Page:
HairTell gets a lot of questions about pseudofolliculitis barbae, which means “FAKE inflammation of the beard.” Someone asked is there a real kind?
The answer is yes, there is folliculitis barbae. The difference between the two is the cause of the inflammation in the hair follicles.
Folliculitis barbae is caused by viral or bacterial infections, where pseudofolliculitis is caused by irritation from shaving.
Below are some recent clinical articles on causes of folliculitis barbae, but those looking to clear up razor bumps or PFB should read the article below:
Clinical data on folliculitis barbae
[A case of Folliculitis barbae Candidomycetica]
Nippon Ishinkin Gakkai Zasshi. 2001;42(2):87-90.
[Article in Japanese]
Hattori A, Iida T, Yamaguchi Zi, Nishiyama C.
Department of Dermatology, Nihon University Nerima Hikarigaoka Hospital, 2-11-1 Hikarigaoka, Nerima-ku, Tokyo 179-0072.
A 71-year-old man was referred to our department on January 30, 1998 with hard red papules that had developed on the philtrum in mid-January. On January 2, the patient had received high-dose steroid therapy (pulse therapy) for cluster asthma attacks and antibiotics at the Department of Internal Medicine of our hospital. Infiltrative, protruding reddish plaques were observed on the philtrum, which contained a number of small pustules at sites corresponding to hair follicles. There was partial opacity and slight irregularity of the nail plates on the first and second toes of the right foot. Fungal elements were detected from a lesion on the mustache and the nail. Histological examination of the lesion on the philtrum revealed infiltration of inflammatory cells comprising neutrophils, lymphocytes, and macrophages around the hair follicles. Beard hair and nail cultures revealed Candida albicans A, indicating that the patient had candidal sycosis and candidal onychia. He was treated with oral fluconazole (100 mg/day). The lesion was clinically improved within 50-days. Recently, extensive use of steroids and antibiotics has produced an increase in reports of patients with Folliculitis barbae Candidomycetica. We believe that the present case was also induced by high-dose steroid therapy and antibiotics.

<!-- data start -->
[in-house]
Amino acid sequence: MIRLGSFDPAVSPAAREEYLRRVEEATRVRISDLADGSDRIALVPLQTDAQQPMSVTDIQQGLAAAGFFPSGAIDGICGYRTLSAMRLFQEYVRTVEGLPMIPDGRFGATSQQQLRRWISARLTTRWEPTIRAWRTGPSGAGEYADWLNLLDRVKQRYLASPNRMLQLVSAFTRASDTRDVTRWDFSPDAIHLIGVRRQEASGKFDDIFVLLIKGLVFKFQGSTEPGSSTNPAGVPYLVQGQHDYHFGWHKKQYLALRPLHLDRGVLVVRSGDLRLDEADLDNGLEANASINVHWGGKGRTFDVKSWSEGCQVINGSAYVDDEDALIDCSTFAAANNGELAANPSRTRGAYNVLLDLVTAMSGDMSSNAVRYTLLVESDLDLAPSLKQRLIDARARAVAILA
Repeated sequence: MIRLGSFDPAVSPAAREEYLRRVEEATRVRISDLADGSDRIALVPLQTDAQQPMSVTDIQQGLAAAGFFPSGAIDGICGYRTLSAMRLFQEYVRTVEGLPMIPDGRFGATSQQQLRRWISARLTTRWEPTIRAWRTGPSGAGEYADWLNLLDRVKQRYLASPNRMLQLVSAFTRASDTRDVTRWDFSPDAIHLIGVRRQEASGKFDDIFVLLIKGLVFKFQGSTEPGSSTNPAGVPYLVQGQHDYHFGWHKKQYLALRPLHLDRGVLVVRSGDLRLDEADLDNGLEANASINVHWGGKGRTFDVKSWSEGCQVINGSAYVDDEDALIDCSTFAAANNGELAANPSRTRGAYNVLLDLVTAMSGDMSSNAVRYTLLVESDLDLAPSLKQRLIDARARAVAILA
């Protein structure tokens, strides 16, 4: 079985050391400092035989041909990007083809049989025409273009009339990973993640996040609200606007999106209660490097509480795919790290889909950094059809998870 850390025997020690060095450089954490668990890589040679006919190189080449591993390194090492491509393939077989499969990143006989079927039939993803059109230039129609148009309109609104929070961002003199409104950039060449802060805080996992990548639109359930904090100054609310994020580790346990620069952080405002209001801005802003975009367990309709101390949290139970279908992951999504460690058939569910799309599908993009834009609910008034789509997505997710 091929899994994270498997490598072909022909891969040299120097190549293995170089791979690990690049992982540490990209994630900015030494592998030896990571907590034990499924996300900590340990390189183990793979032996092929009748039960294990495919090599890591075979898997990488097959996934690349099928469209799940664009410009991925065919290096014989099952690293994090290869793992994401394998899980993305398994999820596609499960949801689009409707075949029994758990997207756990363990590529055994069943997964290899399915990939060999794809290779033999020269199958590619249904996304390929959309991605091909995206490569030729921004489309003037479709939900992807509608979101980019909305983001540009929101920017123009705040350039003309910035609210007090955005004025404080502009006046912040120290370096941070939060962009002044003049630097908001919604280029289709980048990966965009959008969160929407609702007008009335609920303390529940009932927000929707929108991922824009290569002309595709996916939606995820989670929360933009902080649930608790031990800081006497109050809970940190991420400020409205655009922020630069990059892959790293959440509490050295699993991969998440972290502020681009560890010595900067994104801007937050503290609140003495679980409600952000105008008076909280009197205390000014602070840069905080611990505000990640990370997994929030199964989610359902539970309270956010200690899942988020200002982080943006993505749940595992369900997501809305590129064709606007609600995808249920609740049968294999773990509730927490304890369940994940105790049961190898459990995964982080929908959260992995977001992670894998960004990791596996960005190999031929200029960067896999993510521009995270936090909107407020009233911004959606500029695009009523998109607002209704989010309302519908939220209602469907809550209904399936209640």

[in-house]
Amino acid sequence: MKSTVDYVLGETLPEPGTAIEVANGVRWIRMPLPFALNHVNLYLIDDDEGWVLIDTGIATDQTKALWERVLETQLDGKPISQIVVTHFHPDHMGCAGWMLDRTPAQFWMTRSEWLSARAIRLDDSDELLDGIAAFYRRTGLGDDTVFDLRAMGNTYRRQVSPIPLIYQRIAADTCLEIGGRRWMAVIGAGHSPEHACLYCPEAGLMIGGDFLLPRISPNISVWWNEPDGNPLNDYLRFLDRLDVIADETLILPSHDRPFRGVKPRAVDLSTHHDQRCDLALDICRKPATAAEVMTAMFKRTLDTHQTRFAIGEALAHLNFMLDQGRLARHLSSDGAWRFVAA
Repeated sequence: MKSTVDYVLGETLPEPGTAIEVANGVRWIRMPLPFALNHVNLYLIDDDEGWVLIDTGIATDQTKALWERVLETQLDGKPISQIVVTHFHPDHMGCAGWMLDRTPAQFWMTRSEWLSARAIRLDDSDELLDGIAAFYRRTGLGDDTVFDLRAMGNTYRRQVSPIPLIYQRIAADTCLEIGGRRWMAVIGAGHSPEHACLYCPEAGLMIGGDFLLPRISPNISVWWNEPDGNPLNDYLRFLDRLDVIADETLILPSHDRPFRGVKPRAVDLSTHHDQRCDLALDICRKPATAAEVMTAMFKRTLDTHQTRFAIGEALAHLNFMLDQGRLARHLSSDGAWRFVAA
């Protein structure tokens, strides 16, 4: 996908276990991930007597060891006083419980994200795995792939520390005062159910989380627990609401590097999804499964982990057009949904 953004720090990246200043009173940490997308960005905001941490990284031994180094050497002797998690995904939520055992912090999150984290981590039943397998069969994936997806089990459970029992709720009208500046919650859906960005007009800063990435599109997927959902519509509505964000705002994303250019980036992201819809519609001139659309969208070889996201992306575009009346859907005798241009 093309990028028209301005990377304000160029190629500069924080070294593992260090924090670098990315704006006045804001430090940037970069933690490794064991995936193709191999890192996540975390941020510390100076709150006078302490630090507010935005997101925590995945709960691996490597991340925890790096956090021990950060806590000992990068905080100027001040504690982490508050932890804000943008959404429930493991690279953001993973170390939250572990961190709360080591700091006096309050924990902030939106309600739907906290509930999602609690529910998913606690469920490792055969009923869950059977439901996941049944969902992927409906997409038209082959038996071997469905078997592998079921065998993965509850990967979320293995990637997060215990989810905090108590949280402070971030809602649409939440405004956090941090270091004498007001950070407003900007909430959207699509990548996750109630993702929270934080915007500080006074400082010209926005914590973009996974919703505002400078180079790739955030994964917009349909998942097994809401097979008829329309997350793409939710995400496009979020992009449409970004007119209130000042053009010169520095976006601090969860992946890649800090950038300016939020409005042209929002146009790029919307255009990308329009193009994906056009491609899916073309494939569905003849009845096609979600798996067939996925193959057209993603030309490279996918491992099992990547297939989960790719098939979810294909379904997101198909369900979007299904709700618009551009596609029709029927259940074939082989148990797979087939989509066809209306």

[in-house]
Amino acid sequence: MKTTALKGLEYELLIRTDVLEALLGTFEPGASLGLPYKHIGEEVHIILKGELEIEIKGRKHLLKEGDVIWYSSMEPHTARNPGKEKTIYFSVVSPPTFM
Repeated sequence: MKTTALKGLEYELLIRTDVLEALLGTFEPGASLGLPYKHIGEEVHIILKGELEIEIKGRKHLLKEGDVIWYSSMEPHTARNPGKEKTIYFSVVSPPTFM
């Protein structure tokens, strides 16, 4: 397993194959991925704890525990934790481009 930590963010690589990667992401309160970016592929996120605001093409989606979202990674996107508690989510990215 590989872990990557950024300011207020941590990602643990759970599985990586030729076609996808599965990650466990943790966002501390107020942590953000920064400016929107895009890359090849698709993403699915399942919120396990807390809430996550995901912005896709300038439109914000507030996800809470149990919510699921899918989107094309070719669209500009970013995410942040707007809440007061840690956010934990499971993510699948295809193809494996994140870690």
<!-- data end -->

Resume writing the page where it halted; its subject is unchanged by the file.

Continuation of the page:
Review of Reported Cases
Hautarzt. 2004 Jan;55(1):74-6.
[Folliculitis barbae in herpes simplex infection]
[Article in German]
Lohrer R, Rubben A.
Klinik fur Dermatologie und Allergologie, Universitatsklinikum der RWTH Aachen, Aachen.
A 60-year-old male athlete developed a folliculitis in the beard region after several competitions. After identification of herpes simplex antigen within the lesions, systemic therapy with acyclovir led to rapid improvement. In folliculitis resistant to antibiotic and anti-inflammatory therapy, viral and mycotic infections as well as eosinophilic folliculitis should be considered as differential diagnostic possibilities.
J Dermatol. 2003 Dec;30(12):898-903.
Tinea barbae (tinea sycosis): experience with nine cases.
Bonifaz A, Ramirez-Tamayo T, Saul A.
Dermatology Service and Micology Department, General Hospital of Mexico, Dr. Balmis 148, col Doctores CP 06720, Mexico D.F., Mexico.
Tinea barbae is a rare dermatophytosis that affects the hair and hair follicles of the beard and mustache. This paper presents 9 cases of tinea barbae observed over an 18-year period of time and classified as follows: 1 was superficial and 8 were deep (6 folliculitis-like and 2 kerion-like). Most of the cases (4) were associated with topical steroid therapy, others with pet contact (3 cases) and one with diabetes. The causal agents isolated were: Trichophyton rubrum in 3; Microsporum canis in 3; Trichophyton mentagrophytes in 2; and Trichophyton tonsurans in one. The involvement of the hair was observed and classified in all cases. The trichophytin skin reaction was positive in all 9 patients. All the patients were treated with systemic antimycotics, 3 cases with griseofulvin, 1 with ketoconazole, 3 with itraconazole, and 2 with terbinafine. Clinical and mycologic cures were achieved at 6 to 8 weeks of treatment at the usual doses.
Dermatol Nurs. 2003 Dec;15(6):527-30, 534.